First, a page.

Lies, lies and nuclear submarines

French President Emmanuel Macron and PM Scott Morrison.

The sundering of the relationship between Australia and France over the new trilateral security relationship between Canberra, Washington and London and, more importantly, the rescinding of the submarine contract with Australia, was playing on President Emmanuel Macron’s mind at the G20 Summit in Rome.

Did he think he had been lied to by the Australian Prime Minister Scott Morrison about the intended scrapping of the Franco-Australian submarine deal with the creation of AUKUS? “I don’t think, I know,” came the definitive answer.

The response from Morrison was one of shameless dissembling. Making sure that Australian audiences and news waves would only pick up select gobbets, he told the media that the French president had attacked Australia. He said he was concerned about “the statements that were made questioning Australia’s integrity and the slurs that have been placed on Australia”. Further, he said, he was “not going to cop sledging at Australia”. 

A full reading of Macron’s words in the brief encounter suggests that didn’t happen. He respected “sovereign choices” but said it was vital to “respect allies and partners.” It was the conduct of Australia’s government Macron had issues with.

Morrison’s defence confused the issue of having difficulties with the contractual relationship with France to build 12 diesel electric submarines with his decision to announce the intended divorce.

Morrison believed that Macron must have known something when they met in June because he had “made it very clear that a conventional diesel-powered submarine was not going to meet Australia’s strategic requirements”.

He did, however, say that alternatives were not discussed, they being “in confidence”.

Morrison went on endlessly about the “strategic environment” having changed. He also said there were issues specific to the contract with the French defence firm Naval, including “following through with commitments on Australian industry content”. There were issues with delays; issues with cost.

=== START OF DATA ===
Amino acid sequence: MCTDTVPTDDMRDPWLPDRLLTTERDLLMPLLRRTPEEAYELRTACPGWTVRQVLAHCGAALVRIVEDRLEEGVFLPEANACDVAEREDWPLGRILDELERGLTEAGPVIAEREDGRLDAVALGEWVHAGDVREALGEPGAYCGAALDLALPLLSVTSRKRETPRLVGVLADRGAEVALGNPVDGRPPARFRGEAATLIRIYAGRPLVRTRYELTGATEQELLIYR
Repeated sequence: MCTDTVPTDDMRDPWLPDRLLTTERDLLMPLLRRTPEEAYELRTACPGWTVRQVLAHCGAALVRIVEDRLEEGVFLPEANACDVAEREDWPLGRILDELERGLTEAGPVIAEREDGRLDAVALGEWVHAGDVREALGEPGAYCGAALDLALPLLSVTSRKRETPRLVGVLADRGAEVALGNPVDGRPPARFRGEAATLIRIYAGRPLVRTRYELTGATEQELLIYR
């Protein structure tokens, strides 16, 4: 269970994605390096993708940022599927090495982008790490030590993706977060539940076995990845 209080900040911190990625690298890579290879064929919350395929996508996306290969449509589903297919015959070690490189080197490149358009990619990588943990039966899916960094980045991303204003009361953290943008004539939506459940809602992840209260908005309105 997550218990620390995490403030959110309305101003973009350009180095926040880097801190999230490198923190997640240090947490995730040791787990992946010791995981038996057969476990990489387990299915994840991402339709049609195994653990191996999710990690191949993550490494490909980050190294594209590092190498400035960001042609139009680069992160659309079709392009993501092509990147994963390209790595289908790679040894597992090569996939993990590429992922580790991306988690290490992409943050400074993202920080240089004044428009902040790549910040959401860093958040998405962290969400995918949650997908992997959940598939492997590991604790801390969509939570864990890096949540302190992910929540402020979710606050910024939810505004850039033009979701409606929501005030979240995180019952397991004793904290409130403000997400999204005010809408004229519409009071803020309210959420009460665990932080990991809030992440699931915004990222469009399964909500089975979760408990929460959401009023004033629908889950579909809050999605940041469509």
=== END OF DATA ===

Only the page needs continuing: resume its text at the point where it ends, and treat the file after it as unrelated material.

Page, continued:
Morrison’s mendacity is also pronounced in how he justified pursuing the nuclear submarine option with the United States.

With eyes fastened on Washington’s formidable nuclear hardware, Morrison said Washington and Canberra were dealing with “the nuclear stewardship issues”. He said he was also “working through in good faith” the problems with the French Naval contract.

In Morrison’s world of marketing, dissatisfaction can be retooled and packaged as separation and nullification.

What Macron thought he heard, or understood, is less relevant than what Morrison thought he said.

The United States has also done its fair share of dissimulative manoeuvring. In his meeting with Macron at the Villa Bonaparte in Rome on October 29, President Joe Biden was buttery. France, he assured the French President, was “the reason, in part, why we became an independent country”.

Asked whether the relationship between France and the US had been “repaired”, Biden was apologetic: “What we did was ‘clumsy’. It was not done with a lot of grace … I was under the impression that France had been informed long before that the [French-Australian submarine] deal was not going through. I, honest to God, did not know you had not been.”

What then, had Morrison told Biden he was doing about the French and ending the conventional submarine affair?

The Australian, equipped with a confidential document detailing a communications timeline on the new submarine nuclear announcement, suggested Biden’s full grasp of the verity should be questioned.

The 15-page document, approved by Biden’s National Security Council, points out that France would only be informed of the new arrangements on September 16. Time was also spent pondering how Australia might best calm an indignant France. There was also concern about how other powers might react.

Little consideration was given to the possibility that any anger might be directed against the US, least of all from France.

The Morrison government also used the well worn practice of selective leaking to bolster its quicksand position.

A prodding text from Macron to Morrison, sent two days prior to the AUKUS announcement and the cancellation of the contract, involved a query as to whether good or bad news could be expected about the French submarines.

The insinuation is that Macron had an inkling that something was afoot from the Australian side — hardly counting as being informed. Morrison’s response is not noted. The Elysée has also denied suggestions that Canberra made several warning efforts regarding the AUKUS announcement.

An Elysée official said: “Disclosing a text message exchange between heads of state or government is a pretty crude and unconventional tactic”. It may be crude, but it is an apt summation of the Prime Minister’s view of diplomacy.

[Dr Binoy Kampmark lectures at RMIT University in Melbourne. He can be emailed at]